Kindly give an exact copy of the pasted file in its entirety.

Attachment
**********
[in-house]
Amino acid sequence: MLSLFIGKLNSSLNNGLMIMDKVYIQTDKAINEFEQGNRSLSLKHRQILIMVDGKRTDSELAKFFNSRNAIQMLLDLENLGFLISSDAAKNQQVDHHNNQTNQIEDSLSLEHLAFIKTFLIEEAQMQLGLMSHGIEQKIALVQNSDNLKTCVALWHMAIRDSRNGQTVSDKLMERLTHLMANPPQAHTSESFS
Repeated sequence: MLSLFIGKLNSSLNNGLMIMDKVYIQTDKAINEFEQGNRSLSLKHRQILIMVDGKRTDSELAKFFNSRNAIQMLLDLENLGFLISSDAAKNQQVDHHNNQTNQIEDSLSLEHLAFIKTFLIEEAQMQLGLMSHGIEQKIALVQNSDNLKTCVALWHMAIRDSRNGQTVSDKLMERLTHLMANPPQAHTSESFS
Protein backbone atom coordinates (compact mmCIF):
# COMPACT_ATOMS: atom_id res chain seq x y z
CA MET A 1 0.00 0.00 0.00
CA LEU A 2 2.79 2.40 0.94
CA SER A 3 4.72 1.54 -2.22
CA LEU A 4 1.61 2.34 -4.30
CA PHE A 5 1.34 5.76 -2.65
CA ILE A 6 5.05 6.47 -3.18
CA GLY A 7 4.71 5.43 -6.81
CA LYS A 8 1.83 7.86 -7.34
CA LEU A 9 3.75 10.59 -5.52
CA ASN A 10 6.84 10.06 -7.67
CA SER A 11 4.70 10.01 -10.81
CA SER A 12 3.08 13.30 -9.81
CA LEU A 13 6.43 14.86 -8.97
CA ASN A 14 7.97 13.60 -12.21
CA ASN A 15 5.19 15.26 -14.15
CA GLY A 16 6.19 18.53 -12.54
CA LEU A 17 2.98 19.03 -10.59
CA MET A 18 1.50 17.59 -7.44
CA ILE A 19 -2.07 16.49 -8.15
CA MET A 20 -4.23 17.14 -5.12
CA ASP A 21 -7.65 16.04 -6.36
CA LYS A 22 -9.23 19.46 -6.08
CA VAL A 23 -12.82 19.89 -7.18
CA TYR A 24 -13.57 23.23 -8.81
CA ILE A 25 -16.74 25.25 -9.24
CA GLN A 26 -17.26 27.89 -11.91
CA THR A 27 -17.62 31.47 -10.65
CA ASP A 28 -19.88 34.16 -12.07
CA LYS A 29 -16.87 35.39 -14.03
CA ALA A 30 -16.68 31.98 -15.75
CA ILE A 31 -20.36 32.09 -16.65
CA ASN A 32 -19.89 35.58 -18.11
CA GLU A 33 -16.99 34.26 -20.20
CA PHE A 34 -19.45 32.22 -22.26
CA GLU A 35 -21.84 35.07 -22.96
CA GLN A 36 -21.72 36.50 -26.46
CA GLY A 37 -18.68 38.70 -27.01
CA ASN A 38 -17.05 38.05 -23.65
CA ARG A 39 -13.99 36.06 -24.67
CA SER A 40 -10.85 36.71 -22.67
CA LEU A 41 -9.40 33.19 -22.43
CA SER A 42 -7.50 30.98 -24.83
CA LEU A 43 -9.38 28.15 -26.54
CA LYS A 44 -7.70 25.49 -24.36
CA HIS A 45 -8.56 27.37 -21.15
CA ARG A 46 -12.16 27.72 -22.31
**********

[in-house]
Amino acid sequence: MLSLFIGKLNSSLNNGLMIMDKVYIQTDKAINEFEQGNRSLSLKHRQILIMVDGKRTDSELAKFFNSRNAIQMLLDLENLGFLISSDAAKNQQVDHHNNQTNQIEDSLSLEHLAFIKTFLIEEAQMQLGLMSHGIEQKIALVQNSDNLKTCVALWHMAIRDSRNGQTVSDKLMERLTHLMANPPQAHTSESFS
Repeated sequence: MLSLFIGKLNSSLNNGLMIMDKVYIQTDKAINEFEQGNRSLSLKHRQILIMVDGKRTDSELAKFFNSRNAIQMLLDLENLGFLISSDAAKNQQVDHHNNQTNQIEDSLSLEHLAFIKTFLIEEAQMQLGLMSHGIEQKIALVQNSDNLKTCVALWHMAIRDSRNGQTVSDKLMERLTHLMANPPQAHTSESFS
Protein backbone atom coordinates (compact mmCIF):
# COMPACT_ATOMS: atom_id res chain seq x y z
CA MET A 1 0.00 0.00 0.00
CA LEU A 2 2.79 2.40 0.94
CA SER A 3 4.72 1.54 -2.22
CA LEU A 4 1.61 2.34 -4.30
CA PHE A 5 1.34 5.76 -2.65
CA ILE A 6 5.05 6.47 -3.18
CA GLY A 7 4.71 5.43 -6.81
CA LYS A 8 1.83 7.86 -7.34
CA LEU A 9 3.75 10.59 -5.52
CA ASN A 10 6.84 10.06 -7.67
CA SER A 11 4.70 10.01 -10.81
CA SER A 12 3.08 13.30 -9.81
CA LEU A 13 6.43 14.86 -8.97
CA ASN A 14 7.97 13.60 -12.21
CA ASN A 15 5.19 15.26 -14.15
CA GLY A 16 6.19 18.53 -12.54
CA LEU A 17 2.98 19.03 -10.59
CA MET A 18 1.50 17.59 -7.44
CA ILE A 19 -2.07 16.49 -8.15
CA MET A 20 -4.23 17.14 -5.12
CA ASP A 21 -7.65 16.04 -6.36
CA LYS A 22 -9.23 19.46 -6.08
CA VAL A 23 -12.82 19.89 -7.18
CA TYR A 24 -13.57 23.23 -8.81
CA ILE A 25 -16.74 25.25 -9.24
CA GLN A 26 -17.26 27.89 -11.91
CA THR A 27 -17.62 31.47 -10.65
CA ASP A 28 -19.88 34.16 -12.07
CA LYS A 29 -16.87 35.39 -14.03
CA ALA A 30 -16.68 31.98 -15.75
CA ILE A 31 -20.36 32.09 -16.65
CA ASN A 32 -19.89 35.58 -18.11
CA GLU A 33 -16.99 34.26 -20.20
CA PHE A 34 -19.45 32.22 -22.26
CA GLU A 35 -21.84 35.07 -22.96
CA GLN A 36 -21.72 36.50 -26.46
CA GLY A 37 -18.68 38.70 -27.01
CA ASN A 38 -17.05 38.05 -23.65
CA ARG A 39 -13.99 36.06 -24.67
CA SER A 40 -10.85 36.71 -22.67
CA LEU A 41 -9.40 33.19 -22.43
CA SER A 42 -7.50 30.98 -24.83
CA LEU A 43 -9.38 28.15 -26.54
CA LYS A 44 -7.70 25.49 -24.36
CA HIS A 45 -8.56 27.37 -21.15
CA ARG A 46 -12.16 27.72 -22.31